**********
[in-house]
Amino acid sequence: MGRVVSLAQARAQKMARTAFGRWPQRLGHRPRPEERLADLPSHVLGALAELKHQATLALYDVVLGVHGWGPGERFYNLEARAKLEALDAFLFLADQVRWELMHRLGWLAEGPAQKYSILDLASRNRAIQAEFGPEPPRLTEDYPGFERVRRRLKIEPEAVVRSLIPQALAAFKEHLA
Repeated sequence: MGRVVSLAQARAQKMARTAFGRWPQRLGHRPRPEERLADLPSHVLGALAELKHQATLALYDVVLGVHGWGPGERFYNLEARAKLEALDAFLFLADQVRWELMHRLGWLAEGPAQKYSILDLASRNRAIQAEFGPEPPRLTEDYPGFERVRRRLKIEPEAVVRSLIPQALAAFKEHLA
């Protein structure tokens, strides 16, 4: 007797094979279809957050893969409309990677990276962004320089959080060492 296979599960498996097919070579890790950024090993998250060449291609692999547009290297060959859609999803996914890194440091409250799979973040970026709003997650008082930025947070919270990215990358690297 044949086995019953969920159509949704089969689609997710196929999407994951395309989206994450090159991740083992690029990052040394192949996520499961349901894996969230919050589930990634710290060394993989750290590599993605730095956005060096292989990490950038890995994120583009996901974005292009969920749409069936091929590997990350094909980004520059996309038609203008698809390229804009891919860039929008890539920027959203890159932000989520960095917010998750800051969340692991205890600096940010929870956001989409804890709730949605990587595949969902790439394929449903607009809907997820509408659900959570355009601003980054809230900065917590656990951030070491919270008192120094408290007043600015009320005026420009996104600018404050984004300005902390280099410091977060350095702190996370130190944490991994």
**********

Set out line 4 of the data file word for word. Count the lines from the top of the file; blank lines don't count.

């Protein structure tokens, strides 16, 4: 007797094979279809957050893969409309990677990276962004320089959080060492 296979599960498996097919070579890790950024090993998250060449291609692999547009290297060959859609999803996914890194440091409250799979973040970026709003997650008082930025947070919270990215990358690297 044949086995019953969920159509949704089969689609997710196929999407994951395309989206994450090159991740083992690029990052040394192949996520499961349901894996969230919050589930990634710290060394993989750290590599993605730095956005060096292989990490950038890995994120583009996901974005292009969920749409069936091929590997990350094909980004520059996309038609203008698809390229804009891919860039929008890539920027959203890159932000989520960095917010998750800051969340692991205890600096940010929870956001989409804890709730949605990587595949969902790439394929449903607009809907997820509408659900959570355009601003980054809230900065917590656990951030070491919270008192120094408290007043600015009320005026420009996104600018404050984004300005902390280099410091977060350095702190996370130190944490991994």